In addition to Ian Mitchell's and Daniel Wilhite's comment, I'd point out that UAT means different things to different people. For me, user acceptance testing is a formal step that is required before functionality can be deployed (or enabled, if using feature flags/toggles) to a production environment in order to allow end users to ensure that the system remains in a validated state. For others, UAT could simply mean a user (or appropriate user representative) reviewing a piece of functionality and determining that it does meet their needs.

You should figure out exactly what "UAT" means to you, how that definition of UAT is best incorporated into your process, and (most importantly) how you can be responsive to user feedback and get feedback as quickly as possible to confirm that the work that you are doing is correct.

05:15 pm September 23, 2019

I really like what Daniel said! 

My advice for you is to question the value or need of a UAT. I think by doing so you would find all three of your examples being true. 

There is no process in Scrum to include UAT because the needs of a UAT should be received through the various activities of your Scrum team. The fact that one is needed implies that there isn't great amount of trust that the Scrum Team understands the expectations of the customer needs. So the UAT is opportunity for those folks to approve what is built meets their needs and expectations.

Perhaps start there. Determine if the needs and expectations are captured well in the Scrum Team.

  • To be a part of DoD, "everyone must know what Done means". Often you will need to ensure how the story is written truly keeps the customer PoV in mind. You Product Owner is the Customer Proxy. They should be able to determine if the completion of the story meets the needs well or not. So an example DoD would be that the PO approves every story before it's called Done.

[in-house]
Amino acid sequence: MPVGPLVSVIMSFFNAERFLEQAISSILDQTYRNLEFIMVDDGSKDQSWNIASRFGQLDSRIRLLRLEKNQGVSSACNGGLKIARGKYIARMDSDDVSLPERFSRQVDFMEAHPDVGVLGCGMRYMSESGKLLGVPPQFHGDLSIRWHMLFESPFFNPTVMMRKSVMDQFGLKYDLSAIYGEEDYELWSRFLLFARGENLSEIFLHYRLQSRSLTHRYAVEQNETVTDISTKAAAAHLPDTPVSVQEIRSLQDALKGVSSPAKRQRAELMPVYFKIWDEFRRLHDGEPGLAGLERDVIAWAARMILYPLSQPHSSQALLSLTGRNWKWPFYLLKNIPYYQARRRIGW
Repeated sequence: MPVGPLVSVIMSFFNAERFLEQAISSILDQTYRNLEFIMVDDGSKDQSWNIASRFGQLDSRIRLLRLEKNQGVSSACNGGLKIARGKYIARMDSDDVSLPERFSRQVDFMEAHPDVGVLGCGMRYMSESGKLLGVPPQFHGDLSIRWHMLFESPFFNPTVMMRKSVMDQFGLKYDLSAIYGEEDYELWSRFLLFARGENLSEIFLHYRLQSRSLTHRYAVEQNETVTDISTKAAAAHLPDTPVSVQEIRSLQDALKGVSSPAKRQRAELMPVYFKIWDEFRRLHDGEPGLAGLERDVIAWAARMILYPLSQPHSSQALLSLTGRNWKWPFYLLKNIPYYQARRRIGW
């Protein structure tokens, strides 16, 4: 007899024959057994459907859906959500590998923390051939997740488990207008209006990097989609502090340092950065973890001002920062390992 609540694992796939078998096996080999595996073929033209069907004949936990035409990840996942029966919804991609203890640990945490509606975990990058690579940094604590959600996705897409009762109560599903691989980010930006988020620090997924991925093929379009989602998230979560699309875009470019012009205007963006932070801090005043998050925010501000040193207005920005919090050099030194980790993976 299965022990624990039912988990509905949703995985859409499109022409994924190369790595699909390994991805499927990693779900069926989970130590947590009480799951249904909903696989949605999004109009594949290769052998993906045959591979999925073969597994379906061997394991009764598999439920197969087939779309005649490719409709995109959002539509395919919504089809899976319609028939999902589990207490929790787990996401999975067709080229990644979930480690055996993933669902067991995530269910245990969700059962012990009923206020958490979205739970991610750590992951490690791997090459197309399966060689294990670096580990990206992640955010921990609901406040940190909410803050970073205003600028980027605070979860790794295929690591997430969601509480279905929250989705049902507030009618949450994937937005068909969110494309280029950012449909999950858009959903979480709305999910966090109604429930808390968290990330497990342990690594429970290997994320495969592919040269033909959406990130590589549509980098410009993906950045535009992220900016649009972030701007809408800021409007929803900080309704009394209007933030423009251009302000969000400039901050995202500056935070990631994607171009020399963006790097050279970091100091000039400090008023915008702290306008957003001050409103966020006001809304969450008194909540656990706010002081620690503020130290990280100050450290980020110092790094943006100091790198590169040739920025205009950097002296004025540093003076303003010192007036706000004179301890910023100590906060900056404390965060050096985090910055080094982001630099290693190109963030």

• For it to be a part of the Sprint also applies a little of what I just said. How well the story keeps the Customer PoV in consideration will reduce the gaps between them and the team. That should be achieved anytime during the Sprint as Stories are ready to be closed.
  • For the Sprint Review, you would want someone in the current UAT party to attend Sprint Review but demo the Sprint Goal/Objective relating to them and not the individual stories, unless it's actually needed of course. 

If you're going to make a change, communicate the change to the customers with the PO in the room.

Build the trust through communication and reinforce it by achieving the expectations. Often by doing so, the customers will suggest changes because let's face, they don't know what they want until they see it anyways. The PO will be able to speak on when they can make them or if they will even make them.

Hope that helps you!

08:49 pm September 23, 2019

Scrum requires the Scrum Team to craft a potentially releasable increment "at latest" at the end of each Sprint.

Can you call the product increment "potentially releasable" without passing User Acceptance Tests?


10:43 pm September 23, 2019

Can you call the product increment "potentially releasable" without passing User Acceptance Tests?

Or, can you get feedback sooner, from the Product Owner, during the sprint, to ensure you're on the right track without introducing another process or gate for "user acceptance testing"?